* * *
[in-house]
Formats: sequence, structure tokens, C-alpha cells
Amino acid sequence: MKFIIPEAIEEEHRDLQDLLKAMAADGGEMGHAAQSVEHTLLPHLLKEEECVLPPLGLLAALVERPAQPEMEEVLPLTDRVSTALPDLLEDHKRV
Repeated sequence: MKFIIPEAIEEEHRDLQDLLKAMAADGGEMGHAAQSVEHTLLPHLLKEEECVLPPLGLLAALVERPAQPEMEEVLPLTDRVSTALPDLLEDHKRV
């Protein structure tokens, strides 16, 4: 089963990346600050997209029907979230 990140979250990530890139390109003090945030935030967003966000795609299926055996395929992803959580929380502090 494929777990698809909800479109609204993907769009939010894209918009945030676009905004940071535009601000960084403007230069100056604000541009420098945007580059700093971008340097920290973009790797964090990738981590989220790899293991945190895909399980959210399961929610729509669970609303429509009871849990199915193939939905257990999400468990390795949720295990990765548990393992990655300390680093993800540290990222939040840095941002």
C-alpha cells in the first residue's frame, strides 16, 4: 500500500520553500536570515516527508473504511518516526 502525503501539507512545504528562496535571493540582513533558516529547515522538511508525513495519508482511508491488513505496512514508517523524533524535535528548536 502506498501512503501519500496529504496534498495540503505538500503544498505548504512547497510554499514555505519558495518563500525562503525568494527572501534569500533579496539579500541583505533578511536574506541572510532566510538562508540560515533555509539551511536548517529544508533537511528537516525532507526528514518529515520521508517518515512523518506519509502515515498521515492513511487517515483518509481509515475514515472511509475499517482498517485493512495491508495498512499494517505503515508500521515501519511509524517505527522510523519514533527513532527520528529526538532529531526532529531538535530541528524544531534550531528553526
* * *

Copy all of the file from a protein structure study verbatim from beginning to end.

[in-house]
Formats: sequence, structure tokens, C-alpha cells
Amino acid sequence: MKFIIPEAIEEEHRDLQDLLKAMAADGGEMGHAAQSVEHTLLPHLLKEEECVLPPLGLLAALVERPAQPEMEEVLPLTDRVSTALPDLLEDHKRV
Repeated sequence: MKFIIPEAIEEEHRDLQDLLKAMAADGGEMGHAAQSVEHTLLPHLLKEEECVLPPLGLLAALVERPAQPEMEEVLPLTDRVSTALPDLLEDHKRV
């Protein structure tokens, strides 16, 4: 089963990346600050997209029907979230 990140979250990530890139390109003090945030935030967003966000795609299926055996395929992803959580929380502090 494929777990698809909800479109609204993907769009939010894209918009945030676009905004940071535009601000960084403007230069100056604000541009420098945007580059700093971008340097920290973009790797964090990738981590989220790899293991945190895909399980959210399961929610729509669970609303429509009871849990199915193939939905257990999400468990390795949720295990990765548990393992990655300390680093993800540290990222939040840095941002």
C-alpha cells in the first residue's frame, strides 16, 4: 500500500520553500536570515516527508473504511518516526 502525503501539507512545504528562496535571493540582513533558516529547515522538511508525513495519508482511508491488513505496512514508517523524533524535535528548536 502506498501512503501519500496529504496534498495540503505538500503544498505548504512547497510554499514555505519558495518563500525562503525568494527572501534569500533579496539579500541583505533578511536574506541572510532566510538562508540560515533555509539551511536548517529544508533537511528537516525532507526528514518529515520521508517518515512523518506519509502515515498521515492513511487517515483518509481509515475514515472511509475499517482498517485493512495491508495498512499494517505503515508500521515501519511509524517505527522510523519514533527513532527520528529526538532529531526532529531538535530541528524544531534550531528553526